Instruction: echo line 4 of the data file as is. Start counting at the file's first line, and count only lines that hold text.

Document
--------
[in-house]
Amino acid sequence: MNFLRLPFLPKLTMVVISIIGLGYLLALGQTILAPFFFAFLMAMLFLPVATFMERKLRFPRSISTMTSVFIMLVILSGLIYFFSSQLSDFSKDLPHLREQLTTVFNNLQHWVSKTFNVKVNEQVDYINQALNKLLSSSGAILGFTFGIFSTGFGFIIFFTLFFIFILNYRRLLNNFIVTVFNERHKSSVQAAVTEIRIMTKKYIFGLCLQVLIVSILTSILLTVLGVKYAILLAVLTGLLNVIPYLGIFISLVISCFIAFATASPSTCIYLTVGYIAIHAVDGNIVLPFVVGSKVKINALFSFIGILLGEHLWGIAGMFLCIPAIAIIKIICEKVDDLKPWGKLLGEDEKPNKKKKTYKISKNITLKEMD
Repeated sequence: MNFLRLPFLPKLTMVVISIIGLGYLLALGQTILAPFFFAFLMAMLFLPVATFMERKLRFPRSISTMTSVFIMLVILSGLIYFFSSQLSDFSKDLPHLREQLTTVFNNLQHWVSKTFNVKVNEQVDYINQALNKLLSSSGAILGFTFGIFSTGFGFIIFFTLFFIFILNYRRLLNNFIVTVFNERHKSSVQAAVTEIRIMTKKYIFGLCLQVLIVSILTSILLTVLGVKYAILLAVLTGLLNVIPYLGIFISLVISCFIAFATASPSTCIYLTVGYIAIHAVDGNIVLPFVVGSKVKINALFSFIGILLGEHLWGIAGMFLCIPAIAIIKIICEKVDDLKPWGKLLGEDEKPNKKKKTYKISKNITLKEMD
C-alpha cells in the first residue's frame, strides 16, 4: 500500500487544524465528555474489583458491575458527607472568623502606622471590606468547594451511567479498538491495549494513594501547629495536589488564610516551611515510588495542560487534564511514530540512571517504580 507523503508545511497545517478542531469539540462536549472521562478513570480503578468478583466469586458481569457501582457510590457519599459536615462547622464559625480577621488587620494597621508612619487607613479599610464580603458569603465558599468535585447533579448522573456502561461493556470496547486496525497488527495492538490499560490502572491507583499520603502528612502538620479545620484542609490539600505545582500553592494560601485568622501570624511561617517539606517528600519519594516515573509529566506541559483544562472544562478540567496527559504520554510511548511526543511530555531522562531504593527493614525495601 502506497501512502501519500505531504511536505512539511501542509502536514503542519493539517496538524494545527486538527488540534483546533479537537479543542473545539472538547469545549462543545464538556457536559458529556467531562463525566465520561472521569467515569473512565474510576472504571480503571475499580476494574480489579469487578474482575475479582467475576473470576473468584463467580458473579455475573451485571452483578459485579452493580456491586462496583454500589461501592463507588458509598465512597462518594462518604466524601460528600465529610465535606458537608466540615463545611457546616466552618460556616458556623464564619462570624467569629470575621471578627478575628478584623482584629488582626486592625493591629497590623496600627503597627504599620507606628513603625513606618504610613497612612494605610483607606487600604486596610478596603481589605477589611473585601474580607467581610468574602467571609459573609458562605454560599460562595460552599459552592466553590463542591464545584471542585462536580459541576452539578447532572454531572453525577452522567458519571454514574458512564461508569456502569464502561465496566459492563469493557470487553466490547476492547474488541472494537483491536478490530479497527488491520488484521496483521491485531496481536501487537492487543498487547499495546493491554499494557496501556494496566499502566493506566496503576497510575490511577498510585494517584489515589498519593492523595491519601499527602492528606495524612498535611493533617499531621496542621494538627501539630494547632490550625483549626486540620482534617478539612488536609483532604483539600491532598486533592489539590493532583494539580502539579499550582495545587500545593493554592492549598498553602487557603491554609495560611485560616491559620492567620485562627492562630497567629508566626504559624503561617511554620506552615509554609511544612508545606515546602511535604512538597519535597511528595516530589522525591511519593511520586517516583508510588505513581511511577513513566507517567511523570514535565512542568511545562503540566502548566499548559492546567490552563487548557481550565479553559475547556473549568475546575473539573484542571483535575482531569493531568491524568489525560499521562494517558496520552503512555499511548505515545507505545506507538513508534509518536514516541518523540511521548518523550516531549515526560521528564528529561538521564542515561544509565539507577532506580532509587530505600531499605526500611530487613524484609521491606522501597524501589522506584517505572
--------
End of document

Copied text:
C-alpha cells in the first residue's frame, strides 16, 4: 500500500487544524465528555474489583458491575458527607472568623502606622471590606468547594451511567479498538491495549494513594501547629495536589488564610516551611515510588495542560487534564511514530540512571517504580 507523503508545511497545517478542531469539540462536549472521562478513570480503578468478583466469586458481569457501582457510590457519599459536615462547622464559625480577621488587620494597621508612619487607613479599610464580603458569603465558599468535585447533579448522573456502561461493556470496547486496525497488527495492538490499560490502572491507583499520603502528612502538620479545620484542609490539600505545582500553592494560601485568622501570624511561617517539606517528600519519594516515573509529566506541559483544562472544562478540567496527559504520554510511548511526543511530555531522562531504593527493614525495601 502506497501512502501519500505531504511536505512539511501542509502536514503542519493539517496538524494545527486538527488540534483546533479537537479543542473545539472538547469545549462543545464538556457536559458529556467531562463525566465520561472521569467515569473512565474510576472504571480503571475499580476494574480489579469487578474482575475479582467475576473470576473468584463467580458473579455475573451485571452483578459485579452493580456491586462496583454500589461501592463507588458509598465512597462518594462518604466524601460528600465529610465535606458537608466540615463545611457546616466552618460556616458556623464564619462570624467569629470575621471578627478575628478584623482584629488582626486592625493591629497590623496600627503597627504599620507606628513603625513606618504610613497612612494605610483607606487600604486596610478596603481589605477589611473585601474580607467581610468574602467571609459573609458562605454560599460562595460552599459552592466553590463542591464545584471542585462536580459541576452539578447532572454531572453525577452522567458519571454514574458512564461508569456502569464502561465496566459492563469493557470487553466490547476492547474488541472494537483491536478490530479497527488491520488484521496483521491485531496481536501487537492487543498487547499495546493491554499494557496501556494496566499502566493506566496503576497510575490511577498510585494517584489515589498519593492523595491519601499527602492528606495524612498535611493533617499531621496542621494538627501539630494547632490550625483549626486540620482534617478539612488536609483532604483539600491532598486533592489539590493532583494539580502539579499550582495545587500545593493554592492549598498553602487557603491554609495560611485560616491559620492567620485562627492562630497567629508566626504559624503561617511554620506552615509554609511544612508545606515546602511535604512538597519535597511528595516530589522525591511519593511520586517516583508510588505513581511511577513513566507517567511523570514535565512542568511545562503540566502548566499548559492546567490552563487548557481550565479553559475547556473549568475546575473539573484542571483535575482531569493531568491524568489525560499521562494517558496520552503512555499511548505515545507505545506507538513508534509518536514516541518523540511521548518523550516531549515526560521528564528529561538521564542515561544509565539507577532506580532509587530505600531499605526500611530487613524484609521491606522501597524501589522506584517505572